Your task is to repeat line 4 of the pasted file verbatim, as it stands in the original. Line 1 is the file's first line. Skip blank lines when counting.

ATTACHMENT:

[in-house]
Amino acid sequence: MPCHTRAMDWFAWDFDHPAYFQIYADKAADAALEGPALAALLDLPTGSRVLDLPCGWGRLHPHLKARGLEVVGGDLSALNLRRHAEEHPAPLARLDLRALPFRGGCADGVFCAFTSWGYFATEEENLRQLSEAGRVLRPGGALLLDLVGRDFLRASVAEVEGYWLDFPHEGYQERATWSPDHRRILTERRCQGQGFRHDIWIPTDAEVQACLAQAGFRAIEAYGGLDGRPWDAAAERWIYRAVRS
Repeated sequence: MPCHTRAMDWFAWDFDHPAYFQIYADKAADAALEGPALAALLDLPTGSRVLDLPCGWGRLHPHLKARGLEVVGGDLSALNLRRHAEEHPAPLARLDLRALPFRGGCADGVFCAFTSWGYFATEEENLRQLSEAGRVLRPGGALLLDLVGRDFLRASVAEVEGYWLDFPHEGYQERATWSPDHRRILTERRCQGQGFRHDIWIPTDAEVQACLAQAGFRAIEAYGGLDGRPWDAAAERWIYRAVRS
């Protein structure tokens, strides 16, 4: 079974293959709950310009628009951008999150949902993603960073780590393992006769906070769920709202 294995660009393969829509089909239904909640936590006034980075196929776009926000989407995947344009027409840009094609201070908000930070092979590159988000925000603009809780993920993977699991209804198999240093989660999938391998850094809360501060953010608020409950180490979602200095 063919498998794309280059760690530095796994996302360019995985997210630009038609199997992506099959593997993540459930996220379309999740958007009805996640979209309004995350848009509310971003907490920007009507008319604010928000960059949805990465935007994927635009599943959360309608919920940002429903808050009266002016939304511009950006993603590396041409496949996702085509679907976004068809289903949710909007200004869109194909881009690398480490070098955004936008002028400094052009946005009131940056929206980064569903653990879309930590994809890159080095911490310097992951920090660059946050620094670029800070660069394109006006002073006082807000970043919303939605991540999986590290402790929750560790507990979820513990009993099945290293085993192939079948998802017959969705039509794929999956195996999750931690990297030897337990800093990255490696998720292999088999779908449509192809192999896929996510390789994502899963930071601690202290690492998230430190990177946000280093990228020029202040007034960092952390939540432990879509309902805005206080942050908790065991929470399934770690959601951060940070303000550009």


């Protein structure tokens, strides 16, 4: 079974293959709950310009628009951008999150949902993603960073780590393992006769906070769920709202 294995660009393969829509089909239904909640936590006034980075196929776009926000989407995947344009027409840009094609201070908000930070092979590159988000925000603009809780993920993977699991209804198999240093989660999938391998850094809360501060953010608020409950180490979602200095 063919498998794309280059760690530095796994996302360019995985997210630009038609199997992506099959593997993540459930996220379309999740958007009805996640979209309004995350848009509310971003907490920007009507008319604010928000960059949805990465935007994927635009599943959360309608919920940002429903808050009266002016939304511009950006993603590396041409496949996702085509679907976004068809289903949710909007200004869109194909881009690398480490070098955004936008002028400094052009946005009131940056929206980064569903653990879309930590994809890159080095911490310097992951920090660059946050620094670029800070660069394109006006002073006082807000970043919303939605991540999986590290402790929750560790507990979820513990009993099945290293085993192939079948998802017959969705039509794929999956195996999750931690990297030897337990800093990255490696998720292999088999779908449509192809192999896929996510390789994502899963930071601690202290690492998230430190990177946000280093990228020029202040007034960092952390939540432990879509309902805005206080942050908790065991929470399934770690959601951060940070303000550009």